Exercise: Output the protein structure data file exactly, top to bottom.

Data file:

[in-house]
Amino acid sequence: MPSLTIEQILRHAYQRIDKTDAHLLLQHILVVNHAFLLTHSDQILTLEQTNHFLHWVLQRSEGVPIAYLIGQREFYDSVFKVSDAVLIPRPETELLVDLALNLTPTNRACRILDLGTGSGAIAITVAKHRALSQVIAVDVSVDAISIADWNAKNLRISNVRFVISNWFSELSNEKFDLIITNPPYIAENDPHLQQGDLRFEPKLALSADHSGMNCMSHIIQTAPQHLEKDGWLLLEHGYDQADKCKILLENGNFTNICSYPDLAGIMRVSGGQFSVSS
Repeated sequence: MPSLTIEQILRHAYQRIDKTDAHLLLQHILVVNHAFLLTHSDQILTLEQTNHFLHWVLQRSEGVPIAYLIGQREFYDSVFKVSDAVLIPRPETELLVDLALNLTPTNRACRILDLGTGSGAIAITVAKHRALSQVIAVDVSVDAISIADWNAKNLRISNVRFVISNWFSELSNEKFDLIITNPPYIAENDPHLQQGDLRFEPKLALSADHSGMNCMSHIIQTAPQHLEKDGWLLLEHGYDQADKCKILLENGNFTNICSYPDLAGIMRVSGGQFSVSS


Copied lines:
[in-house]
Amino acid sequence: MPSLTIEQILRHAYQRIDKTDAHLLLQHILVVNHAFLLTHSDQILTLEQTNHFLHWVLQRSEGVPIAYLIGQREFYDSVFKVSDAVLIPRPETELLVDLALNLTPTNRACRILDLGTGSGAIAITVAKHRALSQVIAVDVSVDAISIADWNAKNLRISNVRFVISNWFSELSNEKFDLIITNPPYIAENDPHLQQGDLRFEPKLALSADHSGMNCMSHIIQTAPQHLEKDGWLLLEHGYDQADKCKILLENGNFTNICSYPDLAGIMRVSGGQFSVSS
Repeated sequence: MPSLTIEQILRHAYQRIDKTDAHLLLQHILVVNHAFLLTHSDQILTLEQTNHFLHWVLQRSEGVPIAYLIGQREFYDSVFKVSDAVLIPRPETELLVDLALNLTPTNRACRILDLGTGSGAIAITVAKHRALSQVIAVDVSVDAISIADWNAKNLRISNVRFVISNWFSELSNEKFDLIITNPPYIAENDPHLQQGDLRFEPKLALSADHSGMNCMSHIIQTAPQHLEKDGWLLLEHGYDQADKCKILLENGNFTNICSYPDLAGIMRVSGGQFSVSS